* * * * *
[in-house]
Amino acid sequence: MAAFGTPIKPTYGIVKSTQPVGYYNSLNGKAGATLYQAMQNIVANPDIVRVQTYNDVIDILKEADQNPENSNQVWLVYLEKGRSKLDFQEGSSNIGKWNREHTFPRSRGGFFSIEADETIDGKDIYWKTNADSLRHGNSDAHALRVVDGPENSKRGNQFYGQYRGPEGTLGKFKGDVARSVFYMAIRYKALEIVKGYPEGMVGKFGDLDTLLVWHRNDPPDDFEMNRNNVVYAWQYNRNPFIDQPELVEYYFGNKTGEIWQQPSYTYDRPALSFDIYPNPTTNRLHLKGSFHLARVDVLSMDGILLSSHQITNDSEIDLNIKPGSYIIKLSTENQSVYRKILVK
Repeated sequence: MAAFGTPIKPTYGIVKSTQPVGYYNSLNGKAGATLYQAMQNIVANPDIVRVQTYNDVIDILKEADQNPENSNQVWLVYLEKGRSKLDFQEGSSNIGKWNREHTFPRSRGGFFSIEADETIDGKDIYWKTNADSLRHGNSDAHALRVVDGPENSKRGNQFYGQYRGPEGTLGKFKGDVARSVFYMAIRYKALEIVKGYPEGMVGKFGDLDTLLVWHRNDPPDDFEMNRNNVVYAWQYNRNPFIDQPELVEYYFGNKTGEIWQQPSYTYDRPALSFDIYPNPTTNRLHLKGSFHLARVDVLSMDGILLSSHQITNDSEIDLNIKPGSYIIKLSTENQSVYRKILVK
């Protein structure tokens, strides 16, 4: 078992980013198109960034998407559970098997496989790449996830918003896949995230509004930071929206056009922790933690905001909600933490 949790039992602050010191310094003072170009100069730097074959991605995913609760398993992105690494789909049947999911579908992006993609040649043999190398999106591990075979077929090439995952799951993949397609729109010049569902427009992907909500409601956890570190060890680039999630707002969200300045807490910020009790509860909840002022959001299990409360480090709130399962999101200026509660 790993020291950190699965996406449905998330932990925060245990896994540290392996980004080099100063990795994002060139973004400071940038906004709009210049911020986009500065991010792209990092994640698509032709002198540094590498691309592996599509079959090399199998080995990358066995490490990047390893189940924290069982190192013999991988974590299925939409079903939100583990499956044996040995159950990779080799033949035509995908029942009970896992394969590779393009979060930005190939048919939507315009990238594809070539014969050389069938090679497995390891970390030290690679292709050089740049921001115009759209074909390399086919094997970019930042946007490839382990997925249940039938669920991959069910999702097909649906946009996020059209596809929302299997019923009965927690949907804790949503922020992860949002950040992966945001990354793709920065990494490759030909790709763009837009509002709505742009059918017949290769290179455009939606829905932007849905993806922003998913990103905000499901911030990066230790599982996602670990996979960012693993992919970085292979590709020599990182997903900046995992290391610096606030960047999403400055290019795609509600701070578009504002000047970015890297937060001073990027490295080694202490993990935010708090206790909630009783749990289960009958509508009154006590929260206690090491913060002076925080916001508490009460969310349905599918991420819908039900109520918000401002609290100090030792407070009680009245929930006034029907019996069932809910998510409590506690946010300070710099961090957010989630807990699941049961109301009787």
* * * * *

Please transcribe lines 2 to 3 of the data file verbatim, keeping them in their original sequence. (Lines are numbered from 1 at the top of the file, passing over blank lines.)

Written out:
Amino acid sequence: MAAFGTPIKPTYGIVKSTQPVGYYNSLNGKAGATLYQAMQNIVANPDIVRVQTYNDVIDILKEADQNPENSNQVWLVYLEKGRSKLDFQEGSSNIGKWNREHTFPRSRGGFFSIEADETIDGKDIYWKTNADSLRHGNSDAHALRVVDGPENSKRGNQFYGQYRGPEGTLGKFKGDVARSVFYMAIRYKALEIVKGYPEGMVGKFGDLDTLLVWHRNDPPDDFEMNRNNVVYAWQYNRNPFIDQPELVEYYFGNKTGEIWQQPSYTYDRPALSFDIYPNPTTNRLHLKGSFHLARVDVLSMDGILLSSHQITNDSEIDLNIKPGSYIIKLSTENQSVYRKILVK
Repeated sequence: MAAFGTPIKPTYGIVKSTQPVGYYNSLNGKAGATLYQAMQNIVANPDIVRVQTYNDVIDILKEADQNPENSNQVWLVYLEKGRSKLDFQEGSSNIGKWNREHTFPRSRGGFFSIEADETIDGKDIYWKTNADSLRHGNSDAHALRVVDGPENSKRGNQFYGQYRGPEGTLGKFKGDVARSVFYMAIRYKALEIVKGYPEGMVGKFGDLDTLLVWHRNDPPDDFEMNRNNVVYAWQYNRNPFIDQPELVEYYFGNKTGEIWQQPSYTYDRPALSFDIYPNPTTNRLHLKGSFHLARVDVLSMDGILLSSHQITNDSEIDLNIKPGSYIIKLSTENQSVYRKILVK